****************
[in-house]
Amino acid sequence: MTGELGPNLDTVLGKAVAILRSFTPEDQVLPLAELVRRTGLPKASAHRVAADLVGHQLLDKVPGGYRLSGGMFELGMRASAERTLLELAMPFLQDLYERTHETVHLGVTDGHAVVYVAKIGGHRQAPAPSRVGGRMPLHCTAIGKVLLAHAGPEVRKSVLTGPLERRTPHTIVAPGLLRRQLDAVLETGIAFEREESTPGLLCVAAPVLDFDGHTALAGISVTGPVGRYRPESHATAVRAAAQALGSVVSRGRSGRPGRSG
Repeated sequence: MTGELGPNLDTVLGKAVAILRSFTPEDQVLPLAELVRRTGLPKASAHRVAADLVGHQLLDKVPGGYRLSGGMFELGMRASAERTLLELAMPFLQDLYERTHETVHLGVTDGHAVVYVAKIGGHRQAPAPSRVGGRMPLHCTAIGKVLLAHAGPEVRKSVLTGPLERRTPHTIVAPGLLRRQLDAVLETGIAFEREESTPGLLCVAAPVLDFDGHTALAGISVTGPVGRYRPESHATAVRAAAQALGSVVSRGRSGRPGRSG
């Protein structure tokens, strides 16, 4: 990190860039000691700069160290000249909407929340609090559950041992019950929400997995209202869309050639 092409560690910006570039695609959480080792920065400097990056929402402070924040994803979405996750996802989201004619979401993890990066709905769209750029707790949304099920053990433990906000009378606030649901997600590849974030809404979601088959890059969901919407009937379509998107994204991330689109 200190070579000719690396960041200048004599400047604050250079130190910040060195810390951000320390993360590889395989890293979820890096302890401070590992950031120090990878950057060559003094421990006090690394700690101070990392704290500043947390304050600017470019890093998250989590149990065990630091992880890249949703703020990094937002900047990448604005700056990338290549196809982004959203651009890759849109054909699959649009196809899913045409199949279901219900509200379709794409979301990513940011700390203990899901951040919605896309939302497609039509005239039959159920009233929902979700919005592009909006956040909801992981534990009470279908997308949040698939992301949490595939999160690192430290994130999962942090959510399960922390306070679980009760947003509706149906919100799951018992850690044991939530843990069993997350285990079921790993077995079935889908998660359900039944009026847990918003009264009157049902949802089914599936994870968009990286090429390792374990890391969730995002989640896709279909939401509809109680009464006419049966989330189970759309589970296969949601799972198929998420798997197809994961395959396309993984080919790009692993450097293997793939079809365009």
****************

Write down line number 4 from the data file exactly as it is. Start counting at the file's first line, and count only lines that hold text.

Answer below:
């Protein structure tokens, strides 16, 4: 990190860039000691700069160290000249909407929340609090559950041992019950929400997995209202869309050639 092409560690910006570039695609959480080792920065400097990056929402402070924040994803979405996750996802989201004619979401993890990066709905769209750029707790949304099920053990433990906000009378606030649901997600590849974030809404979601088959890059969901919407009937379509998107994204991330689109 200190070579000719690396960041200048004599400047604050250079130190910040060195810390951000320390993360590889395989890293979820890096302890401070590992950031120090990878950057060559003094421990006090690394700690101070990392704290500043947390304050600017470019890093998250989590149990065990630091992880890249949703703020990094937002900047990448604005700056990338290549196809982004959203651009890759849109054909699959649009196809899913045409199949279901219900509200379709794409979301990513940011700390203990899901951040919605896309939302497609039509005239039959159920009233929902979700919005592009909006956040909801992981534990009470279908997308949040698939992301949490595939999160690192430290994130999962942090959510399960922390306070679980009760947003509706149906919100799951018992850690044991939530843990069993997350285990079921790993077995079935889908998660359900039944009026847990918003009264009157049902949802089914599936994870968009990286090429390792374990890391969730995002989640896709279909939401509809109680009464006419049966989330189970759309589970296969949601799972198929998420798997197809994961395959396309993984080919790009692993450097293997793939079809365009």